Scammers also make use of short-term sustainability in trying to convince people to invest in their scam. All €œ”good”€ Ponzi schemes do pay off some of the early participants; otherwise no one would ever invest in them. With ASD, some supporters have stated that €œeveryone has been paid, so how is ASD a Ponzi?€ The scammers use the sleight of hand of paying off early entrants in order to convince a much larger pool of late entrants that the business model is new, revolutionary, AND SUSTAINABLE. However, this is just an illusion. The condition of long-term sustainability is not present, even when the short-term numbers look good.


Now let’s analyze the ASD business model using the Black Box Method. Remember that it does not matter what occurs within the black box in terms of things like purchasing ad packs, reinvesting virtual rebates in more ad packs, etc. All that matters are the cash inputs and outputs. The cash flow balance for the ASD black box is simply
Sum over time of cash flows in = Sum over time of cash flows out.

So, what are the cash inflows?

  1. Real “€œAd Pack”€ purchases from new and existing members (subsequent Ad Pack ‘€œpurchases’€ with rebate credits don’€™t count here – they only occur inside of the Black Box and so don’€™t matter. All that matters are REAL cash flows into the black box).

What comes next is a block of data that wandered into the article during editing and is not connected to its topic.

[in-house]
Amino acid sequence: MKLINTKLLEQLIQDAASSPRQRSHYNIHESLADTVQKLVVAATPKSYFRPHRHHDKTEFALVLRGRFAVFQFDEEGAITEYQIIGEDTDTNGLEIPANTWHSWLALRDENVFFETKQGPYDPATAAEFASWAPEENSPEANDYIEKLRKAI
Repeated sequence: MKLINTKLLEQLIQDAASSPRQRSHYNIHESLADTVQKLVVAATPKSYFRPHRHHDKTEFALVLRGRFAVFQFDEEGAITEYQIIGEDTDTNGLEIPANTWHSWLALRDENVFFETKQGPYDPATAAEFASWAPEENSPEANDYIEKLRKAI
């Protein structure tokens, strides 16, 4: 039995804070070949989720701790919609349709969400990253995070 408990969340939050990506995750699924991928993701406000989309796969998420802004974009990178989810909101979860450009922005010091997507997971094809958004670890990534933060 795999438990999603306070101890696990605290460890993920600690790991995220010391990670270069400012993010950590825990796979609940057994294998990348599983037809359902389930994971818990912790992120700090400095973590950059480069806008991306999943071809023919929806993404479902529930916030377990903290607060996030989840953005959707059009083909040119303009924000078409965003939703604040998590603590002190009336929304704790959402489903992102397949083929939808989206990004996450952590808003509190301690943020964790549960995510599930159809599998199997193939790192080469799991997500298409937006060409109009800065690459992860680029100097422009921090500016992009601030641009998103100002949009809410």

2. Revenue from advertisers that pay to advertise on ASD’€™s web sites (the “€œmajor advertisers”€ alluded to by ASD supporters). The evidence so far is that this amount is zero or very small. If it were large, ASD could easily have the Ponzi charges dismissed.
  3. Initial or ongoing capital investments by the company founders or venture capital investors. Did Andy Bowdoin start ASD with, say, $100 million of his own cash? No proof one way or the other I suppose, but no one has seen the audited books of ASD. (one of the benefits of being a private, solely owned company).
  4. Other revenue from sales of products (again, no evidence for any significant revenue from this source).

So, it appears very likely that ALL of the cash inflows come from member ad purchases. The government alleges this in their filings, and ASD has yet to deny this allegation (or provide evidence to the contrary).

What are the cash outflows?

  1. Rebates to members.
  2. Operating expenses (salary/benefits, utilities, rent, etc.).